Archive for Wednesday, December 16, 2015

Regents’ guns-on-campus policy will give universities choice on which buildings, events to ban guns from

December 16, 2015, 11:06 a.m. Updated December 16, 2015, 11:32 a.m.

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— The Kansas Board of Regents’ proposed new weapons policy will give individual universities the freedom to choose which, if any, buildings or events to prohibit guns from.

However, under state law, doing so would require universities to put in place adequate security measures such as metal detectors or guards at those buildings or events, which could be costly.

“They’re going to have to weigh that,” Regents chairman Shane Bangerter said. “There’s limits, obviously.”

The Regents Governance Committee on Wednesday approved draft amendments to the statewide weapons policy and forwarded them to the full board for a final vote, anticipated in January. Amending the policy is needed to account for changes to state law that require universities to allow concealed carry of guns on campus beginning in July 2017.

The policy will require each university to create policies and procedures “for the safe possession and storage of lawfully possessed handguns.”

Bangerter said the Regents want to see those by June, giving universities a full year to prepare for implementing the policies and undertake any training.

The new draft contains some changes to an earlier draft the Journal-World reported on in early November.

The most notable change is that, under the new draft, universities won’t be required to provide secure gun storage for students, such as at the university police station — a service Kansas and Emporia State universities already offer but other state universities do not.

That requirement was removed because some universities were concerned about liability, said Julene Miller, general counsel for the Regents. Instead, the new draft says:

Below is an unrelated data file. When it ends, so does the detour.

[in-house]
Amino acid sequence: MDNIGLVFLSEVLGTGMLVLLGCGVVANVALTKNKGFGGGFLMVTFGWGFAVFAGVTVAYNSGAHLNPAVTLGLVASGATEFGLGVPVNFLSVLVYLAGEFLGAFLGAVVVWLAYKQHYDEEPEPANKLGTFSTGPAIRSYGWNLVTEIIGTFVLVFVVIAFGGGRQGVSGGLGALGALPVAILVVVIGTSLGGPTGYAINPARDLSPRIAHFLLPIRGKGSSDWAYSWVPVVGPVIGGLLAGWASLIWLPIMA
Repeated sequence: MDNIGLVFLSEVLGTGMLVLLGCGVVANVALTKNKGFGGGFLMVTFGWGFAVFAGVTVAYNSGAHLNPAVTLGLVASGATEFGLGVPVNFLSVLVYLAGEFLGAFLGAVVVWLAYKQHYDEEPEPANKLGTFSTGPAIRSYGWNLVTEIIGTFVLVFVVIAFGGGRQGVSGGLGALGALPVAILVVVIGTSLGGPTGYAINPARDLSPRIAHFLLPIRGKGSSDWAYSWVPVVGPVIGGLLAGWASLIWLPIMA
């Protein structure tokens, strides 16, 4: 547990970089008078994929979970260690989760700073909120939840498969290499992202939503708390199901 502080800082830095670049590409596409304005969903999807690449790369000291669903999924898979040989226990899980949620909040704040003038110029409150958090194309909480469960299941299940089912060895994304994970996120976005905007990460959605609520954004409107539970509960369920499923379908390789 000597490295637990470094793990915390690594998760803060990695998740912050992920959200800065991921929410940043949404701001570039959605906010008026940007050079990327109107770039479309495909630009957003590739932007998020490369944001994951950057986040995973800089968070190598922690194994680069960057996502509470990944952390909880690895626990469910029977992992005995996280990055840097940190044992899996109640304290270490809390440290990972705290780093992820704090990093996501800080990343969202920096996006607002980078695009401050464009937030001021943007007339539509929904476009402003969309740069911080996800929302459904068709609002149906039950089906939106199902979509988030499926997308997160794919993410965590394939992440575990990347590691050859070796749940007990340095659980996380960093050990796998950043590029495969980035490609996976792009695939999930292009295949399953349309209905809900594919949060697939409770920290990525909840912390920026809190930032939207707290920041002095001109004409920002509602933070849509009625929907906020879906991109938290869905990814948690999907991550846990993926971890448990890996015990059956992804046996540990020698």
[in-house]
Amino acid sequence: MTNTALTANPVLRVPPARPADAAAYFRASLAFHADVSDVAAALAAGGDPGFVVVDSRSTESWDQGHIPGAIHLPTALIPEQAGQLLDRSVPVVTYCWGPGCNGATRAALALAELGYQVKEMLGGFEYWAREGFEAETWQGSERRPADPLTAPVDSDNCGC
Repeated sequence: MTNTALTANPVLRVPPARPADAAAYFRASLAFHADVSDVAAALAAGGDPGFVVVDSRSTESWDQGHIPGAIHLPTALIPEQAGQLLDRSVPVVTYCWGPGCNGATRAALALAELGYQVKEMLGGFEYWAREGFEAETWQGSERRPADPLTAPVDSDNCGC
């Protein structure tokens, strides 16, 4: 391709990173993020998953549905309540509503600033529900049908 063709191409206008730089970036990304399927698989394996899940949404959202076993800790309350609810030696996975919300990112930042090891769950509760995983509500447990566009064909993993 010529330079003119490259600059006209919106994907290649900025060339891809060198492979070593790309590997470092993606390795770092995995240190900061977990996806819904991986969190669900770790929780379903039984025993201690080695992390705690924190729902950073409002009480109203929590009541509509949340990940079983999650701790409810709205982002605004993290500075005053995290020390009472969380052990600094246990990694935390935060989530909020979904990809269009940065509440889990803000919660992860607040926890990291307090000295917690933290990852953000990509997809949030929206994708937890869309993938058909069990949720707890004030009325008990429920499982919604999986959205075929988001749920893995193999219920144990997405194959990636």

• Individuals who lawfully possess a concealed gun on campus must keep it on their person or in safe storage at a university-provided facility, at their residence or in their vehicle in a secure storage device that conceals the gun from view.

• For dorm or scholarship hall residents who want to store their guns in their rooms, they must provide their own storage devices that conceal the guns from view and meet minimum industry standards. If a dorm or hall had adequate security measures, however, no guns would be allowed inside and the student would have to store the gun elsewhere.

Other points of the draft policy:

• Each university must determine whether guns will be prohibited in specific buildings or areas and, if so, provide adequate security measures and signage — either permanent or temporary — at entrances. Universities must provide the Regents Governance Committee with a list of these buildings, the rationale for banning guns from them and the security measures in place.

• Universities may implement adequate security measures on a “temporary, as-needed basis.” Those must be outlined in the school’s annual security report to the Regents.

• If adequate security measures are used to prohibit guns in stadiums or other large venues requiring tickets for admission, tickets must state that concealed carry will be prohibited at the event.

• Open-carry of guns is still prohibited on campuses, and no one may display a gun other than to transfer it to storage.

Dorms, where students routinely drink illicitly or come home drunk, and buildings housing volatile materials, such as science labs, have been cited as top concerns by KU faculty, staff and students in recent conversations about campus concealed carry. They’re also especially worried about large crowds at sporting events.

While the law leaves little leeway in most areas, Bangerter said, universities will have a lot of control over individual buildings and events as they come up with policies specific to their respective campuses.

“I think they’ll do a good job of figuring that out,” Bangerter said.

Some faculty, staff and students at KU have said they want to fight the law and attempt to get it overturned, and have urged the KU administration to lobby for that.

Bangerter said, given the overwhelming majority by which the law passed, he does not think that will happen.